• van Klij P.
      • Agricola R.
      • et al.
      Normal values for hip muscle strength and range of motion in elite, sub-elite and amateur male field hockey players.
      (1.09 ± 0.1) and American professional male ice-hockey players (0.95).
      • Tyler T.F.
      • Nicholas S.J.
      • Campbell R.J.
      • et al.
      The association of hip strength and flexibility with the incidence of adductor muscle strains in professional ice hockey players.
      Therefore, these ratios appear to be population-specific. The clinical relevance of the observed significant increase of the adduction/abduction ratio in our study should be questioned, as it was within the normal (1 SD from the mean) range both between single time points as well as from the start to the end of the season.
      When hip abduction is relatively high compared to adduction strength (thus a lower adduction/abduction ratio), one might be more prone to injury.
      • Tyler T.F.
      • Nicholas S.J.
      • Campbell R.J.
      • et al.
      The association of hip strength and flexibility with the incidence of adductor muscle strains in professional ice hockey players.
      Strength imbalances (agonist vs antagonist) have been widely suggested to be a component of the muscle strain pathomechanism, for other anatomical regions.
      • Lee J.W.Y.
      • Mok K.M.
      • Chan H.C.K.
      • et al.
      Eccentric hamstring strength deficit and poor hamstring-to-quadriceps ratio are risk factors for hamstring strain injury in football: A prospective study of 146 professional players.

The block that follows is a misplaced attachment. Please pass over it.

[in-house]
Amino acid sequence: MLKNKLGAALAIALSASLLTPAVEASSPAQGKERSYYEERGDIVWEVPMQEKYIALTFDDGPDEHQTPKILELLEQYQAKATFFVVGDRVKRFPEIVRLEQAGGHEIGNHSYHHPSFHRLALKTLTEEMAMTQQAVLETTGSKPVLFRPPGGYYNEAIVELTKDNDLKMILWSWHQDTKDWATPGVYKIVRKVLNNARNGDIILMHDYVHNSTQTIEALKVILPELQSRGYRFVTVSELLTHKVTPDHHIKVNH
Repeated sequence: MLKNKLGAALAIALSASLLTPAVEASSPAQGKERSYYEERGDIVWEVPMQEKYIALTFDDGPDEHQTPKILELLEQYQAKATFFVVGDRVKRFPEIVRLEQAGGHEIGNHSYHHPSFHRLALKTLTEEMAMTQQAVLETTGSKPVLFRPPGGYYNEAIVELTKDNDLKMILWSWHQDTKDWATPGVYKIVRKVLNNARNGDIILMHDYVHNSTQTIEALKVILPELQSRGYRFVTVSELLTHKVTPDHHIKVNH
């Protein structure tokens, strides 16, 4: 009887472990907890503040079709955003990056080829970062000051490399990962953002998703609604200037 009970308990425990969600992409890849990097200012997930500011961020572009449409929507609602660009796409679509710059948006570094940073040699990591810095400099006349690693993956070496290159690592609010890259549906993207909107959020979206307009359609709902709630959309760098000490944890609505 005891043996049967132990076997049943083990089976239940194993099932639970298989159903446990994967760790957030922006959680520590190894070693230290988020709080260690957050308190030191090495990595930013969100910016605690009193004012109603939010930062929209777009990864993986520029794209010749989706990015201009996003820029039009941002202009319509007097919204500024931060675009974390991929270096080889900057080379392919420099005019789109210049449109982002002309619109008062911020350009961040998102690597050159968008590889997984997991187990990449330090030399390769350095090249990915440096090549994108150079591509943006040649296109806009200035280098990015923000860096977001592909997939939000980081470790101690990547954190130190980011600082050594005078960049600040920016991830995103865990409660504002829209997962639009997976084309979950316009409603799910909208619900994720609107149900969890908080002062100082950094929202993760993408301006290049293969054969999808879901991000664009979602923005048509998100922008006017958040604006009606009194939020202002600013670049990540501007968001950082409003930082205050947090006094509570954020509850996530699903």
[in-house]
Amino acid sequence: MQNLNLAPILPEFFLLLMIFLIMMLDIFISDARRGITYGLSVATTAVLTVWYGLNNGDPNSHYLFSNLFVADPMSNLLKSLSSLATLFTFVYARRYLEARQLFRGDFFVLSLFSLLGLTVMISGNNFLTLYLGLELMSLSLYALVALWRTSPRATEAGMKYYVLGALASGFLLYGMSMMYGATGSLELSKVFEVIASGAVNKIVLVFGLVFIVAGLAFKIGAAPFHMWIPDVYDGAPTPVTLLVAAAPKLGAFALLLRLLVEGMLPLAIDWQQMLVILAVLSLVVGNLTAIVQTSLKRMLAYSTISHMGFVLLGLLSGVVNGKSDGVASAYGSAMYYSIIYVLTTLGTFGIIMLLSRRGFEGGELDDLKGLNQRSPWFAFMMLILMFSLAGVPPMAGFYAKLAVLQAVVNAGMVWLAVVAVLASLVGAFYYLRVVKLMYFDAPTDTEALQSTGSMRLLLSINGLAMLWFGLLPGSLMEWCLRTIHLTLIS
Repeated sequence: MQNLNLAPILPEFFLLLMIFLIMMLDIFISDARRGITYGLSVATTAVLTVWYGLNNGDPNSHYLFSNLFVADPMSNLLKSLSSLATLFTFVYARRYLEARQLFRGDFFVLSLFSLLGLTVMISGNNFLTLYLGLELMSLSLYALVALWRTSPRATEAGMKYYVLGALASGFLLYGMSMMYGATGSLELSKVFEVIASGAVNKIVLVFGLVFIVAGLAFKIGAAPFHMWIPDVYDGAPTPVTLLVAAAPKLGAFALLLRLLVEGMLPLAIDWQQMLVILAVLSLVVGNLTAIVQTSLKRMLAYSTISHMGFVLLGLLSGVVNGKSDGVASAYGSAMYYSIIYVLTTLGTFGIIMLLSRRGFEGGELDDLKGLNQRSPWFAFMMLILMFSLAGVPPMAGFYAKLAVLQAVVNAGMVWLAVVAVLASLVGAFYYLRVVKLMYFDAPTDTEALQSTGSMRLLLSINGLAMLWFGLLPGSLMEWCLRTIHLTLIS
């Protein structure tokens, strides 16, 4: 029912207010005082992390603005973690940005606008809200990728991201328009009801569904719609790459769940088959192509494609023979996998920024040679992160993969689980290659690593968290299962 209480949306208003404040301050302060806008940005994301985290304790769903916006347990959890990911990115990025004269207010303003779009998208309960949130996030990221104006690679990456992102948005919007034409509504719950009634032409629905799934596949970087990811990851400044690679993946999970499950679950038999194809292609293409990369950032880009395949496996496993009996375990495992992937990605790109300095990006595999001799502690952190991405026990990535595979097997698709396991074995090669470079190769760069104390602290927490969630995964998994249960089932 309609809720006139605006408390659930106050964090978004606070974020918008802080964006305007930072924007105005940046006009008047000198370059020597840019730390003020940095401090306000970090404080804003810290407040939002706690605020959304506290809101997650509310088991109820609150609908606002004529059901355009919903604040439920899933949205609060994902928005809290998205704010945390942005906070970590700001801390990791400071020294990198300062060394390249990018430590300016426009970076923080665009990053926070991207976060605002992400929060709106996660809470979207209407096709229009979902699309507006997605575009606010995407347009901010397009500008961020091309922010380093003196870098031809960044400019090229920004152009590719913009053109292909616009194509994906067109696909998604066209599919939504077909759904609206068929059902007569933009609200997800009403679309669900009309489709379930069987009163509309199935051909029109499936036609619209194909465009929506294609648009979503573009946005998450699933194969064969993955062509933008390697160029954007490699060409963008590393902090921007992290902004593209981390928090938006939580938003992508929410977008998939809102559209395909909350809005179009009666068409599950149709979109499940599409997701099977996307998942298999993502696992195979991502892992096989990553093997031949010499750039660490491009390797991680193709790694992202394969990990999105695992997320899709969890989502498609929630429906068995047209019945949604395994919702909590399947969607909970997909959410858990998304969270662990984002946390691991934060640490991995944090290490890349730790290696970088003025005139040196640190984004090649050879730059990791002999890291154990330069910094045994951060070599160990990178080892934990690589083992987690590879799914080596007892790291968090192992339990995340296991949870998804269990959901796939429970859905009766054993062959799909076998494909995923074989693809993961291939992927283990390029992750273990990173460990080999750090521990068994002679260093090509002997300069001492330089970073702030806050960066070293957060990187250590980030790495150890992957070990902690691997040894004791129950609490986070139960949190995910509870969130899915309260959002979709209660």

It should be taken into account that differences in ratios seem to be population-specific, and various factors (training context, ethnicity) may influence in the expected strength outcomes.
      We found that only the HAGOS ‘Pain’ scores slightly varied throughout the season. Players experienced significantly higher levels of pain at the beginning of the season, which then became lower at mid-season and again higher towards the end of the season (Δmedian = 2.5). These differences might be explained by the lower fitness level at the start of the season and fatigue experienced towards the end-of-the-season. The clinical relevance of this change is limited though, as it was within the normal (IQR 25–75%) range in this cohort and did not exceed the smallest detectable change threshold.
      • Tak I.
      • Tijssen M.